From Paperboard to Green Jobs, Missoula Mill Gets Makeover

By Beacon Staff

FRENCHTOWN – An Illinois investment company that bought an old container manufacturer west of Missoula hopes to turn the 3,200-acre site along the Clark Fork River into a magnet for green jobs.

Green Investment Group Inc. has hired about 30 people, including former employees, to staff the old Smurfit-Stone Container Corp. site in Frenchtown.

Green has purchased seven Smurfit-Stone sites in the U.S. and Canada, all with an eye on redeveloping them. It anticipates a $5 million initial investment and an overall investment of $40 million in the Frenchtown site.

Tom Dauenhauer, a former Smurfit employee who is Green’s site manager, said one of the first symbolic acts the new employees undertook was to remove hundreds of hardhats hanging along a mill fence.

“The hats represented lost jobs and negativity,” Dauenhauer said. “We took them down. In three months, we’ve accomplished a lot and I think in the next three months there could very well be some exciting announcements about new activity.”

The site has officially been renamed “M 2 Green,” and signs touting the opportunity for biofuels, bioenergy and wood-pellet operations are everywhere.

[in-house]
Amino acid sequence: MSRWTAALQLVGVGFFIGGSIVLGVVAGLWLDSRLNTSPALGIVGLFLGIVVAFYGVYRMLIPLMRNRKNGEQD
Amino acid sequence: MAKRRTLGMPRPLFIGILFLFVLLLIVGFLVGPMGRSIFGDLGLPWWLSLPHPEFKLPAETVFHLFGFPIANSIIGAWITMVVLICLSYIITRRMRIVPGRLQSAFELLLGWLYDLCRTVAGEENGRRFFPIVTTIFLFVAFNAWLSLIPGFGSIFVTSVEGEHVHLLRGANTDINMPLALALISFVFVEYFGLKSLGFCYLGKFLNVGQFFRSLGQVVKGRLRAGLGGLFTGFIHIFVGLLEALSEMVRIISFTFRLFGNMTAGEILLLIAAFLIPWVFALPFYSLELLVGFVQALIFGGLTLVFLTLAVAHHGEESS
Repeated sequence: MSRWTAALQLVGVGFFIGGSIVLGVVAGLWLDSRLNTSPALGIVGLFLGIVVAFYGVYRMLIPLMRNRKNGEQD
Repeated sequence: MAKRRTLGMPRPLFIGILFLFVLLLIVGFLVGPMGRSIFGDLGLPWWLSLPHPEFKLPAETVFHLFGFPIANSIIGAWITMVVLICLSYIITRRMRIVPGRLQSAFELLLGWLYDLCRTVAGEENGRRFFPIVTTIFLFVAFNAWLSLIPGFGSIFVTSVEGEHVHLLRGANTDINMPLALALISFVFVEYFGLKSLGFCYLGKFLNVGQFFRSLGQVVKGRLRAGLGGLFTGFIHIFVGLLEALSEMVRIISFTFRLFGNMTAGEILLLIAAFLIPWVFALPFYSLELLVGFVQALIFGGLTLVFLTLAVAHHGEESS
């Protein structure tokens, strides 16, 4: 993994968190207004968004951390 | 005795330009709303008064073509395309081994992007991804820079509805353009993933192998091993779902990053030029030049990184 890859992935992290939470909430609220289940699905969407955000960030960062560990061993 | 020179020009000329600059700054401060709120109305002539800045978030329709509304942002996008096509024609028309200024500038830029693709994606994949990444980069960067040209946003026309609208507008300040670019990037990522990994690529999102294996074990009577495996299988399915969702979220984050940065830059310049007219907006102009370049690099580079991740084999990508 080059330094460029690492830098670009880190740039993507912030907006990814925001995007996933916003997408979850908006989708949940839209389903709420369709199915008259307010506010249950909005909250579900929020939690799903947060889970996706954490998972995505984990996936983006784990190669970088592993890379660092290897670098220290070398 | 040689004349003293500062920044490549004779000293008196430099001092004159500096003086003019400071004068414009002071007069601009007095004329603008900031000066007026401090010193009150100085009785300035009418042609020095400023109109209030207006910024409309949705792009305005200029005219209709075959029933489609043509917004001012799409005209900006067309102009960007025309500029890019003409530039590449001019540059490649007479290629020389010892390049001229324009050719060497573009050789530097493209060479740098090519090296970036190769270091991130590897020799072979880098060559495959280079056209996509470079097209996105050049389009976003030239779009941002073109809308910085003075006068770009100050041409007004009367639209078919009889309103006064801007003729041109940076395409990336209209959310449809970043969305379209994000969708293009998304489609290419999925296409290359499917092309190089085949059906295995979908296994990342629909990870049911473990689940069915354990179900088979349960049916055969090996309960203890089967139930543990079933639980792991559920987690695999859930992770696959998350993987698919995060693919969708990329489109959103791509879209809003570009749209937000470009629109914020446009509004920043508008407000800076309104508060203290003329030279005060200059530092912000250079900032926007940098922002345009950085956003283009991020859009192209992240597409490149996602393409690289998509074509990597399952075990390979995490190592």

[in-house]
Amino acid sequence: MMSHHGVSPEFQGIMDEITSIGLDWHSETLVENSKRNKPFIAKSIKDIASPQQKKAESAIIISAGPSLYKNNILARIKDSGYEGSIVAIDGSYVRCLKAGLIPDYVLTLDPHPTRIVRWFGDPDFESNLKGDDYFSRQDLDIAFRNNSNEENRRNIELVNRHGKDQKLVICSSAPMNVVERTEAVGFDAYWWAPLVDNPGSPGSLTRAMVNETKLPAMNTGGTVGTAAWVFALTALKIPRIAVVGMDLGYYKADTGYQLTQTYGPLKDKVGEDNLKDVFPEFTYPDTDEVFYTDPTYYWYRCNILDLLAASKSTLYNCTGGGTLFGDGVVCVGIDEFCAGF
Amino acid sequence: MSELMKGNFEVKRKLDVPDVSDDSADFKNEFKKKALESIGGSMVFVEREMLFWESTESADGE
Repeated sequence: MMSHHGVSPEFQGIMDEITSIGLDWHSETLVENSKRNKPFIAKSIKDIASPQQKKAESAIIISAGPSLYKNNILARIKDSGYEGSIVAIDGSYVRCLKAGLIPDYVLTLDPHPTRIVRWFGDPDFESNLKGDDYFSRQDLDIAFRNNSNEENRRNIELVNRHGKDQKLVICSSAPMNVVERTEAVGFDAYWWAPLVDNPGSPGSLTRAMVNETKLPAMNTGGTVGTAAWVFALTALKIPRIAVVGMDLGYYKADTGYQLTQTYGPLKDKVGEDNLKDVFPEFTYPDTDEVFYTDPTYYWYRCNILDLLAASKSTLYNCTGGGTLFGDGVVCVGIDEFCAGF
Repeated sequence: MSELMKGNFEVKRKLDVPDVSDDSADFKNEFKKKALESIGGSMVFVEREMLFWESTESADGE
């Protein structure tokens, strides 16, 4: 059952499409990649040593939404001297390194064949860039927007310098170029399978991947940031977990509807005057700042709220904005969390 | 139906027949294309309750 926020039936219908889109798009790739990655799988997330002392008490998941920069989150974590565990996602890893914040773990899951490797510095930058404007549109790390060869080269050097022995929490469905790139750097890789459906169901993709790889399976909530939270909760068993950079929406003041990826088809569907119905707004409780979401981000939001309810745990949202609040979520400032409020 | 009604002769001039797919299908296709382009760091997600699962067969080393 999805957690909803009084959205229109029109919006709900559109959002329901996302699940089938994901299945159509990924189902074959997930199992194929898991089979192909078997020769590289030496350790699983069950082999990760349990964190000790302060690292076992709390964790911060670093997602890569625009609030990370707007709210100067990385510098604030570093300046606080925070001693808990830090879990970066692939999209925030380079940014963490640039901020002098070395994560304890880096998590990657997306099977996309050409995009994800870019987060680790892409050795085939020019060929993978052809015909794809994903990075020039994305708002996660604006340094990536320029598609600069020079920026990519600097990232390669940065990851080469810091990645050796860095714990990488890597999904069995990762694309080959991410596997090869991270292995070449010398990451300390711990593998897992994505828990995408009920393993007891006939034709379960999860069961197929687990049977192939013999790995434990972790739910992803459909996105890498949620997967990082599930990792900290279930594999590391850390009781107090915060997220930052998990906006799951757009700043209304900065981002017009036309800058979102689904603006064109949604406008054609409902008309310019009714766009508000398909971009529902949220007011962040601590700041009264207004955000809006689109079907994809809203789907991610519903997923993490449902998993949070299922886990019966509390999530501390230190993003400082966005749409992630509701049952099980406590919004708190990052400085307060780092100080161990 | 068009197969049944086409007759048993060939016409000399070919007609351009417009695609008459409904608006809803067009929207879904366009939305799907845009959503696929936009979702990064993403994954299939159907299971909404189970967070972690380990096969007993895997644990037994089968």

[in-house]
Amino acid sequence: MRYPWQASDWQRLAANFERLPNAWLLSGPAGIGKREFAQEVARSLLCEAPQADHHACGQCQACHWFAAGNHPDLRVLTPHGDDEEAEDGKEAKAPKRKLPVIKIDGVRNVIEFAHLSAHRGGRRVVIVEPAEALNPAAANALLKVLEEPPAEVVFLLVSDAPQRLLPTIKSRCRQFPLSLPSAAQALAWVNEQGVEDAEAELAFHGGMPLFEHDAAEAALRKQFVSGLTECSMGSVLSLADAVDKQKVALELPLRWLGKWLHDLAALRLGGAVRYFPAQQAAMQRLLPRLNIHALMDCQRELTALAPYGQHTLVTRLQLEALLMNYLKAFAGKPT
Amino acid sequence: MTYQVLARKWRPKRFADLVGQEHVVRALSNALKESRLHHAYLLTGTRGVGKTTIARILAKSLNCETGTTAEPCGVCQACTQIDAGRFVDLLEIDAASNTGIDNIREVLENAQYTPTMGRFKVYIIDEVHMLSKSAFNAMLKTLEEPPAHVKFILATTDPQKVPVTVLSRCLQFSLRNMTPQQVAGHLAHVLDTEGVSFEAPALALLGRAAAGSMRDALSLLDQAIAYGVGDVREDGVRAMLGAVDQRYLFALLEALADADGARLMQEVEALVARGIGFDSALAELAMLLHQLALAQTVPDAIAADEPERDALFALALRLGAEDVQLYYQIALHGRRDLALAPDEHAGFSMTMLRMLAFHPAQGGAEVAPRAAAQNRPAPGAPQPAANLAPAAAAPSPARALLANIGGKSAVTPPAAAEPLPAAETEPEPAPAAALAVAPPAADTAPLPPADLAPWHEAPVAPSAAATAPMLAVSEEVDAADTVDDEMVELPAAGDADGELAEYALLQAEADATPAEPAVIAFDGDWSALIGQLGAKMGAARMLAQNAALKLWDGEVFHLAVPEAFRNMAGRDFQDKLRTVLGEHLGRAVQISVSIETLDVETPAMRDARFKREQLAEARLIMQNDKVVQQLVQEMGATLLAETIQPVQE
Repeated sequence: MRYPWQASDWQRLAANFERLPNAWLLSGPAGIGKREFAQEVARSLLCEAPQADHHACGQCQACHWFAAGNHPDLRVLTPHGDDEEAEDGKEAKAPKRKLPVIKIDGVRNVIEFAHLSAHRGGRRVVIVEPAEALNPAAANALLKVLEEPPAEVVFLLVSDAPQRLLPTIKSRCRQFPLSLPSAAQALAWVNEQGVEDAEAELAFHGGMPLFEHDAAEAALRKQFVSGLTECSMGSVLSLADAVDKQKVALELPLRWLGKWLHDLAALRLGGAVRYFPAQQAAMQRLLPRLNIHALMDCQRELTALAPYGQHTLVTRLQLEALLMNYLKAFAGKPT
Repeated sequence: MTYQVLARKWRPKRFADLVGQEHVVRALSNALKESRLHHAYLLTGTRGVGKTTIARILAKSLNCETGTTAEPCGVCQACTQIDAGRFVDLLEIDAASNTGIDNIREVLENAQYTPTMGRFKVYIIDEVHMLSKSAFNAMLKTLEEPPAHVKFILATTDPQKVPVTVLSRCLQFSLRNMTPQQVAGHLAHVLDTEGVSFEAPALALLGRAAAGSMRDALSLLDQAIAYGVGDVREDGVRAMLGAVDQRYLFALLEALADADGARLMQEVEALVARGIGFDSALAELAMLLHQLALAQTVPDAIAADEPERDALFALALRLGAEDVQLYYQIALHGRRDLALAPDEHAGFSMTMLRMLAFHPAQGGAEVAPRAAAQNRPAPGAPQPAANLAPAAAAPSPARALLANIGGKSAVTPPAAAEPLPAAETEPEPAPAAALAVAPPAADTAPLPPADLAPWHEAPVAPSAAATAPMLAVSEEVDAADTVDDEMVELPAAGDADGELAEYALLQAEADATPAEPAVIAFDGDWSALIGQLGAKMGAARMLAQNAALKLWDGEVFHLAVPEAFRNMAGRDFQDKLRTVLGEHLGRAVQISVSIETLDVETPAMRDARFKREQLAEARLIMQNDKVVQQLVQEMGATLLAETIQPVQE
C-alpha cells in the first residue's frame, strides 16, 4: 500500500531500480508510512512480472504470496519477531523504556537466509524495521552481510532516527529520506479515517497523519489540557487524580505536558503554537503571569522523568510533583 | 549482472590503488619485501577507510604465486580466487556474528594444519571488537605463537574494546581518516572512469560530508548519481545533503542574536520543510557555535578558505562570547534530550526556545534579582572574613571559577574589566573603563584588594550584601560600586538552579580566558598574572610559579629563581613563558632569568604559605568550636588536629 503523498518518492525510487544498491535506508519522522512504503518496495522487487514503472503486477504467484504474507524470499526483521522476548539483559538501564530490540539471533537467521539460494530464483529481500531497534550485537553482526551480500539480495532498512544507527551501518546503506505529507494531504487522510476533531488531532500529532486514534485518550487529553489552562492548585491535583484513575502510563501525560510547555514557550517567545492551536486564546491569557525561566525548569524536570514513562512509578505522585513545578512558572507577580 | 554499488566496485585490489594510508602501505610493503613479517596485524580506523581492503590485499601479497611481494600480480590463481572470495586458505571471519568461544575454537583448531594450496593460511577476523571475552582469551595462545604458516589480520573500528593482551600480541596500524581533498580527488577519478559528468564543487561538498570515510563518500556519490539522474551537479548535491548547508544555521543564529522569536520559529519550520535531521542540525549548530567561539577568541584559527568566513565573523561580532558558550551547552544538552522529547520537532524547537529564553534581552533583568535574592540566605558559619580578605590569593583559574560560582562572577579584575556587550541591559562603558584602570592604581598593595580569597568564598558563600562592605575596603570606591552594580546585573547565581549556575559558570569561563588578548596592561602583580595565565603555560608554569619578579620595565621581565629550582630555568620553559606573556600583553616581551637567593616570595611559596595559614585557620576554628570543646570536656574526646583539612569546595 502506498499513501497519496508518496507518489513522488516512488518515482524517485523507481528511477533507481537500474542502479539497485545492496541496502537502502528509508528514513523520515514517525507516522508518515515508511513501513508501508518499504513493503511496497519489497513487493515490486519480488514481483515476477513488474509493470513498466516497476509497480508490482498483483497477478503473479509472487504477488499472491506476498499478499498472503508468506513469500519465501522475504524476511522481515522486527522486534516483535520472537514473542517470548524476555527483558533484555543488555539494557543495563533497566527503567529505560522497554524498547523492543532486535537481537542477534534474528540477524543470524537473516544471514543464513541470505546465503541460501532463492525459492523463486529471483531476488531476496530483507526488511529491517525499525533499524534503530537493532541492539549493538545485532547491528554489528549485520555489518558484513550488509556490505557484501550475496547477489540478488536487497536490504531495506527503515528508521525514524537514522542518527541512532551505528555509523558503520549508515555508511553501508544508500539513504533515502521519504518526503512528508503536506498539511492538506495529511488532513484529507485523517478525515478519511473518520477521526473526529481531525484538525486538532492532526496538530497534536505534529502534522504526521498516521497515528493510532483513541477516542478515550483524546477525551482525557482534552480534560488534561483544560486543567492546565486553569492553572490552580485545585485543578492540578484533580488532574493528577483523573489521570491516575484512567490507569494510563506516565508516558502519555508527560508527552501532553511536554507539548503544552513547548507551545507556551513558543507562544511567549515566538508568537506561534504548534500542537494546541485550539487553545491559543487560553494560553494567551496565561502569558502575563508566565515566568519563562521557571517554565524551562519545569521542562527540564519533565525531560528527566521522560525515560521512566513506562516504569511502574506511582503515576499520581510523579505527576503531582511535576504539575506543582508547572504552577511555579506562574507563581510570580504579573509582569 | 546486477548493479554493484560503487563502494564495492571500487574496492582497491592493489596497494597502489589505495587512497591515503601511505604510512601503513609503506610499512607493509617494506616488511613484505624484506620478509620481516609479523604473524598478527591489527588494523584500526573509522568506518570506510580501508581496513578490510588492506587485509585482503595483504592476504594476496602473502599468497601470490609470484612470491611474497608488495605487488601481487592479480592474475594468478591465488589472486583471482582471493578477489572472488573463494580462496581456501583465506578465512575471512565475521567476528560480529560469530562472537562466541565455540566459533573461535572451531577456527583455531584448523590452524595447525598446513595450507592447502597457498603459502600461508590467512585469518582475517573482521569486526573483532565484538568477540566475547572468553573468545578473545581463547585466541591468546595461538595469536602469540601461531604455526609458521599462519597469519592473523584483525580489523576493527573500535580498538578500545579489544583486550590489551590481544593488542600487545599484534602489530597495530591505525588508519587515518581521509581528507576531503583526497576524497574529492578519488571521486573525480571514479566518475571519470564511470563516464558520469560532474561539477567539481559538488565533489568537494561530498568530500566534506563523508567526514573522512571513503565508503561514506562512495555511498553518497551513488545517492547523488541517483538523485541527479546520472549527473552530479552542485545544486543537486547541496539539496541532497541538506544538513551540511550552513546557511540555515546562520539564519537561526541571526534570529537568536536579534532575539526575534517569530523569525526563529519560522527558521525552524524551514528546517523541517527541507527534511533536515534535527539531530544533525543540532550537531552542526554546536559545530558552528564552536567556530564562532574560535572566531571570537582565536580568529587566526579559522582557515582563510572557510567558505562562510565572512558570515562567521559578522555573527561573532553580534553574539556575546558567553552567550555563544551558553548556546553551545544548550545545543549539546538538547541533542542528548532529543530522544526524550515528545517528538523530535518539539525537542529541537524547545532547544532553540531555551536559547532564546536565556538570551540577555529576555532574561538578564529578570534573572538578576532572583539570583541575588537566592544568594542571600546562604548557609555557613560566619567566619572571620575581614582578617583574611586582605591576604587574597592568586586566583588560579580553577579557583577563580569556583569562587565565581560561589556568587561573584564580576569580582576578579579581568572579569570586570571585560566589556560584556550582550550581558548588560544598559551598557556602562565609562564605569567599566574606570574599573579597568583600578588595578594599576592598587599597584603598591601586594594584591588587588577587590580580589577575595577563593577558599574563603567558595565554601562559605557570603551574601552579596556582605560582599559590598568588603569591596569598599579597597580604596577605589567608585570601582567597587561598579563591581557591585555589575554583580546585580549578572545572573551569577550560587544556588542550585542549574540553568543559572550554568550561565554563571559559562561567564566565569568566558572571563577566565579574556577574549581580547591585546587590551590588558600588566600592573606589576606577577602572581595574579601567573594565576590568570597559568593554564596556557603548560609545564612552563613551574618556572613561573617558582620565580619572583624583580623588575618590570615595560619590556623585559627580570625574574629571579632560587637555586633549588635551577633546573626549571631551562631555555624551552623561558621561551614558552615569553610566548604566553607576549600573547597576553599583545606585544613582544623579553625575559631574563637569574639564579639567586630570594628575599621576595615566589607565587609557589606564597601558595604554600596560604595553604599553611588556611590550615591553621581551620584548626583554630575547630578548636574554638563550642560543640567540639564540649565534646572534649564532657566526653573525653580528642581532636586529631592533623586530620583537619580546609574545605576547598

Smurfit sold the mill with all the equipment intact. Some members of the new crew are demolishing buildings to make them suitable for new tenants.

Any equipment that won’t fit into the long-term picture will be sold. Dauenhauer and his staff are working to create a website to market that equipment, as companies from across the world have already come calling.

“You can’t do anything fast,” Dauenhauer said. “If you want to do it right, yield the highest value, you have to take your time, document it, put it on the website and try to sell it.”

Other former Smurfit employees are happy to be back at the plant, too, even if it’s bound to look significantly different than in the days when they were producing linerboard for the packaging industry.

Aaron Anderson was laid off by Smurfit when the mill closed in early 2010 and was without work for more than a year before joining a crew of electricians brought back to the job site by Green.

Neal Marxer, a 40-year mill veteran, now works full time on environmental issues at the site and also shows prospective businesses around the grounds. He’s cautiously optimistic that Green will make a go of it in Frenchtown.

“It’s going to take time,” he said. “Look at the American economy, it’s really poor. The wood products industry is about dead. The economy needs to turn around and people will start investing.”